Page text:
The Blithedale Romance is James’s first critique of a novel, which is Hawthorne’s account of his months spent at the experiment in community living, Brook Farm. James describes the book as admirable and picturesque. Most of what James writes about,  however, are the Transcendentalists, calling Henry Thoreau, “a delightful writer” and Emerson, the only “writer in whom the world at large has interested itself.” (p.66)

He does call The Scarlet Letter Hawthorne’s masterpiece, “and will continue to be, for other generations than ours….” (p. 87) Which sounds positive until he states, “Something might at last be sent to Europe as exquisite in quality as anything that had been received…” From anywhere else, meaning all those other countries with sovereigns and courts and castles…Talk about a left-handed compliment. (p. 88)

It is often hard to follow James in this book. As soon as he compliments Hawthorne, there is always a caveat. “It cannot be too often repeated that Hawthorne was not a realist.” (p. 98) Yet, “He had a high sense of reality—his NoteBooks superabundantly testify to it…he never attempted to render exactly or closely the actual facts of the society that surrounded him.” (p. 98) The House of the Seven Gables for James was an ‘imaginative’ work. And that is up for debate, as this book must be one of the most detailed novels of period, setting and character of all time!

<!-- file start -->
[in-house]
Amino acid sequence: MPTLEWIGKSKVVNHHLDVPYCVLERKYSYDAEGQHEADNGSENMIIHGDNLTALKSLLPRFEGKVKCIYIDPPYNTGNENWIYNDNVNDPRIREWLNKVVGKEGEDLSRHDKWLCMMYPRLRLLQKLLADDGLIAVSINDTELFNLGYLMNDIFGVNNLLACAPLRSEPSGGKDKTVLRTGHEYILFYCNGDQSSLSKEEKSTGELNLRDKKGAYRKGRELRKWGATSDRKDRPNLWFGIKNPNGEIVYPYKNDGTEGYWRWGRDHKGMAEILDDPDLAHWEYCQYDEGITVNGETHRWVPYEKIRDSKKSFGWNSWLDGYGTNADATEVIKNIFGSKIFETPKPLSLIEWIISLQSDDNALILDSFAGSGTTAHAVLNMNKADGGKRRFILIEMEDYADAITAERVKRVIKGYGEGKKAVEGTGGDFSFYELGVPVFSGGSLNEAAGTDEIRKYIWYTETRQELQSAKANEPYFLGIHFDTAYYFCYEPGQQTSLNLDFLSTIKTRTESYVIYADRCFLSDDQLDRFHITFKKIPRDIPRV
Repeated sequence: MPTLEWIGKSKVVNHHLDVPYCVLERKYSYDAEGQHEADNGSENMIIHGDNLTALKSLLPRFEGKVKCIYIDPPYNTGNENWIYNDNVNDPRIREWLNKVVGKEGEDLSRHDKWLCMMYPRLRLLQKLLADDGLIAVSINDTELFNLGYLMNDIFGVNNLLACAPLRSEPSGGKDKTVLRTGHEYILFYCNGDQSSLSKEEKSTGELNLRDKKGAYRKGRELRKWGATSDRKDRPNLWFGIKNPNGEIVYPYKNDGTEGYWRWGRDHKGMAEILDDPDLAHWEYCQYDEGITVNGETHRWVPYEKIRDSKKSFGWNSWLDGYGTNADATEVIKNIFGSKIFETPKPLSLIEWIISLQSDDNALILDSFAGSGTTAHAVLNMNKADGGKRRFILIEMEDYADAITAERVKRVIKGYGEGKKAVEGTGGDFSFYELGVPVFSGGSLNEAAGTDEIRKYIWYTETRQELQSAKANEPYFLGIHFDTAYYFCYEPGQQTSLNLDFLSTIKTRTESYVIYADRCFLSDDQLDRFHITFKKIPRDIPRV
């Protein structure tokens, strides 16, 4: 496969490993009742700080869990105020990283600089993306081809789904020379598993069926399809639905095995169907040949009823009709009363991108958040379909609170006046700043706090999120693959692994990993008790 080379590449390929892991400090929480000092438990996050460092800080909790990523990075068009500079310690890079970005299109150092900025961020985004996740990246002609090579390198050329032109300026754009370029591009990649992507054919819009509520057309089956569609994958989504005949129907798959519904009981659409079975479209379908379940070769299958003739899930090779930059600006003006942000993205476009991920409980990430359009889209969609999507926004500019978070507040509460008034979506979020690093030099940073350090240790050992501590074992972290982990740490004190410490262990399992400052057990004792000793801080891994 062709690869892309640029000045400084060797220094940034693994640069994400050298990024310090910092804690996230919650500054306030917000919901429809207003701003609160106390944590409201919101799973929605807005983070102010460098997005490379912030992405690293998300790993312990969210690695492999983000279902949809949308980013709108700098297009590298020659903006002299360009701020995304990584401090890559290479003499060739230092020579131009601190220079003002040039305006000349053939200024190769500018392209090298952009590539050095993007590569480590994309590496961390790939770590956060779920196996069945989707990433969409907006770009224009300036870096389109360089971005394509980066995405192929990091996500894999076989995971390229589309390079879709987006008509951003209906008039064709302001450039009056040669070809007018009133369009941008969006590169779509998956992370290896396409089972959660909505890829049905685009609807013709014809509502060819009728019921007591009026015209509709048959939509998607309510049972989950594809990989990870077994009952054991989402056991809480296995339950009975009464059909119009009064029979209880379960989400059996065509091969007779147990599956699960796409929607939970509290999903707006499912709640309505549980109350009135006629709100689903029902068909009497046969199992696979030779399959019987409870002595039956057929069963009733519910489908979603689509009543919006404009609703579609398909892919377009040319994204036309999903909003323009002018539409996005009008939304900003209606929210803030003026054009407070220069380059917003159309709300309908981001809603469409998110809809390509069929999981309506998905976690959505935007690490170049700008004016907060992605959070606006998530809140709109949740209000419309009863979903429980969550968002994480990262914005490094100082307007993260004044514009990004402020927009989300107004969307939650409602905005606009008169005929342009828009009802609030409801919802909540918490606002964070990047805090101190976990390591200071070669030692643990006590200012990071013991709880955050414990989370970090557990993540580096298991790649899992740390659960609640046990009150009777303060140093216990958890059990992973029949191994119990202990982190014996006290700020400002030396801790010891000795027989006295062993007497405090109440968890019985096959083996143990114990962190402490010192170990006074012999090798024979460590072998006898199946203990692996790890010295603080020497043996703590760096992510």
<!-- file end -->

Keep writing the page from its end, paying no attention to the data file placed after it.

I confess I have not done research on James, which might bring some of his style and reason for writing this to light, as well as how this book was received when published and what is thought of it now. One of the unintended consequences is that it gave me a very negative view of James and will probably affect my future reading of his work. The word ‘jerk’ comes to mind, yet admittedly, the reason for his jerkiness is intriguing, which means I probably will at some point read more about him, as well as his novels…

This book qualifies for the Reading New England Challenge

The Blithedale Romance, Nathaniel Hawthorne (1852)

My Edition:Blithedale
Title: The Blithedale Romance
Author: Nathaniel Hawthorne
Publisher: W.W. Norton and Company
Device: paper book
Year: 1852
Pages: 251
For a plot summary

 

It was our purpose…to give up whatever we had heretofore attained, for the sake of showing mankind the example of a life governed by other than the false and cruel principles on which human society has all along been based.[i]